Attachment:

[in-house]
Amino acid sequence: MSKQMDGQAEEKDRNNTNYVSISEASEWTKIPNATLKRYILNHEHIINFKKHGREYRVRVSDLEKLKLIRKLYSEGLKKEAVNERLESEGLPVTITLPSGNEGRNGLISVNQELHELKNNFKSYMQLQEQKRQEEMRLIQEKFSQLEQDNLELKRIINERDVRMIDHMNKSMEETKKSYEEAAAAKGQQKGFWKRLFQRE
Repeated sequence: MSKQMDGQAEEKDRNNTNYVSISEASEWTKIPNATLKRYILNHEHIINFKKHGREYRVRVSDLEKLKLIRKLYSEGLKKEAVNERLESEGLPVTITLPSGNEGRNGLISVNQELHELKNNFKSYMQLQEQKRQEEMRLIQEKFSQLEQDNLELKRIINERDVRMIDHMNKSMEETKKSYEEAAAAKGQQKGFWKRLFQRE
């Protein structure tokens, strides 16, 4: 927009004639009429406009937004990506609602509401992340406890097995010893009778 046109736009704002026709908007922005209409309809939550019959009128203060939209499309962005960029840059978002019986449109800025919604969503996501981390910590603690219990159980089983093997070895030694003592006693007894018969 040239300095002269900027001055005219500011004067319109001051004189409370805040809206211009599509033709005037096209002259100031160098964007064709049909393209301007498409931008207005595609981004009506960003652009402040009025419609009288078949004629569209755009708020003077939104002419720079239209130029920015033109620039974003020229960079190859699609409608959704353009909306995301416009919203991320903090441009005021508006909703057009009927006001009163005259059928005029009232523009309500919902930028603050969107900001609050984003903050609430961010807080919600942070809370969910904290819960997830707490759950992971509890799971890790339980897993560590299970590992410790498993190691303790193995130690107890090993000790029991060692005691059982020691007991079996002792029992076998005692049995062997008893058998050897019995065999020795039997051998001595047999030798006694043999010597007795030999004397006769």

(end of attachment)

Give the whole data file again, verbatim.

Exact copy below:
[in-house]
Amino acid sequence: MSKQMDGQAEEKDRNNTNYVSISEASEWTKIPNATLKRYILNHEHIINFKKHGREYRVRVSDLEKLKLIRKLYSEGLKKEAVNERLESEGLPVTITLPSGNEGRNGLISVNQELHELKNNFKSYMQLQEQKRQEEMRLIQEKFSQLEQDNLELKRIINERDVRMIDHMNKSMEETKKSYEEAAAAKGQQKGFWKRLFQRE
Repeated sequence: MSKQMDGQAEEKDRNNTNYVSISEASEWTKIPNATLKRYILNHEHIINFKKHGREYRVRVSDLEKLKLIRKLYSEGLKKEAVNERLESEGLPVTITLPSGNEGRNGLISVNQELHELKNNFKSYMQLQEQKRQEEMRLIQEKFSQLEQDNLELKRIINERDVRMIDHMNKSMEETKKSYEEAAAAKGQQKGFWKRLFQRE
């Protein structure tokens, strides 16, 4: 927009004639009429406009937004990506609602509401992340406890097995010893009778 046109736009704002026709908007922005209409309809939550019959009128203060939209499309962005960029840059978002019986449109800025919604969503996501981390910590603690219990159980089983093997070895030694003592006693007894018969 040239300095002269900027001055005219500011004067319109001051004189409370805040809206211009599509033709005037096209002259100031160098964007064709049909393209301007498409931008207005595609981004009506960003652009402040009025419609009288078949004629569209755009708020003077939104002419720079239209130029920015033109620039974003020229960079190859699609409608959704353009909306995301416009919203991320903090441009005021508006909703057009009927006001009163005259059928005029009232523009309500919902930028603050969107900001609050984003903050609430961010807080919600942070809370969910904290819960997830707490759950992971509890799971890790339980897993560590299970590992410790498993190691303790193995130690107890090993000790029991060692005691059982020691007991079996002792029992076998005692049995062997008893058998050897019995065999020795039997051998001595047999030798006694043999010597007795030999004397006769």